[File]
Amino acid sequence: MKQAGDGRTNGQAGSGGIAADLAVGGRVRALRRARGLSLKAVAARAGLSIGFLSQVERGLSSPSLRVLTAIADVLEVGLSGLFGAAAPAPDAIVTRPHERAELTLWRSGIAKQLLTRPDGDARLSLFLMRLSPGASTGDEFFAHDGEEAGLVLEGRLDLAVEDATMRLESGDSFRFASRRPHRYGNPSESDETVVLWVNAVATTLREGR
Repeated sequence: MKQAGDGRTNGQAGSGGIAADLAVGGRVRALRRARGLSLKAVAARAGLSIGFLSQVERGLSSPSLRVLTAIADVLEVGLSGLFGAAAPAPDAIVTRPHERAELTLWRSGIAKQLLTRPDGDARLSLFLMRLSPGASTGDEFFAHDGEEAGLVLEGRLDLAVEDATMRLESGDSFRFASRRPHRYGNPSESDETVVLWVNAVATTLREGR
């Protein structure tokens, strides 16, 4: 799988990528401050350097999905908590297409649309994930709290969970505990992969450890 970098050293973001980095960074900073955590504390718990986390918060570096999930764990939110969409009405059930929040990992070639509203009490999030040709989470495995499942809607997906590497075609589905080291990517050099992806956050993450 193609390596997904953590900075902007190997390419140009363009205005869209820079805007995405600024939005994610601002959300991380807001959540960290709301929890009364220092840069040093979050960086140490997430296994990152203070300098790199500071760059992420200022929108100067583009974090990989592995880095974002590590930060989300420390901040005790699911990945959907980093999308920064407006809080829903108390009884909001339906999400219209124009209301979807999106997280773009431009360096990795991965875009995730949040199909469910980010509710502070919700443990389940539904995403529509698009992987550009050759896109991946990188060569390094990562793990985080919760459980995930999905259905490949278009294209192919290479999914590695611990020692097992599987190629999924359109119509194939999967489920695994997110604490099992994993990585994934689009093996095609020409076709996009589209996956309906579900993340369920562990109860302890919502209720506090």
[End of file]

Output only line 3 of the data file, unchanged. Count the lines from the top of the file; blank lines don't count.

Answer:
């Protein structure tokens, strides 16, 4: 799988990528401050350097999905908590297409649309994930709290969970505990992969450890 970098050293973001980095960074900073955590504390718990986390918060570096999930764990939110969409009405059930929040990992070639509203009490999030040709989470495995499942809607997906590497075609589905080291990517050099992806956050993450 193609390596997904953590900075902007190997390419140009363009205005869209820079805007995405600024939005994610601002959300991380807001959540960290709301929890009364220092840069040093979050960086140490997430296994990152203070300098790199500071760059992420200022929108100067583009974090990989592995880095974002590590930060989300420390901040005790699911990945959907980093999308920064407006809080829903108390009884909001339906999400219209124009209301979807999106997280773009431009360096990795991965875009995730949040199909469910980010509710502070919700443990389940539904995403529509698009992987550009050759896109991946990188060569390094990562793990985080919760459980995930999905259905490949278009294209192919290479999914590695611990020692097992599987190629999924359109119509194939999967489920695994997110604490099992994993990585994934689009093996095609020409076709996009589209996956309906579900993340369920562990109860302890919502209720506090």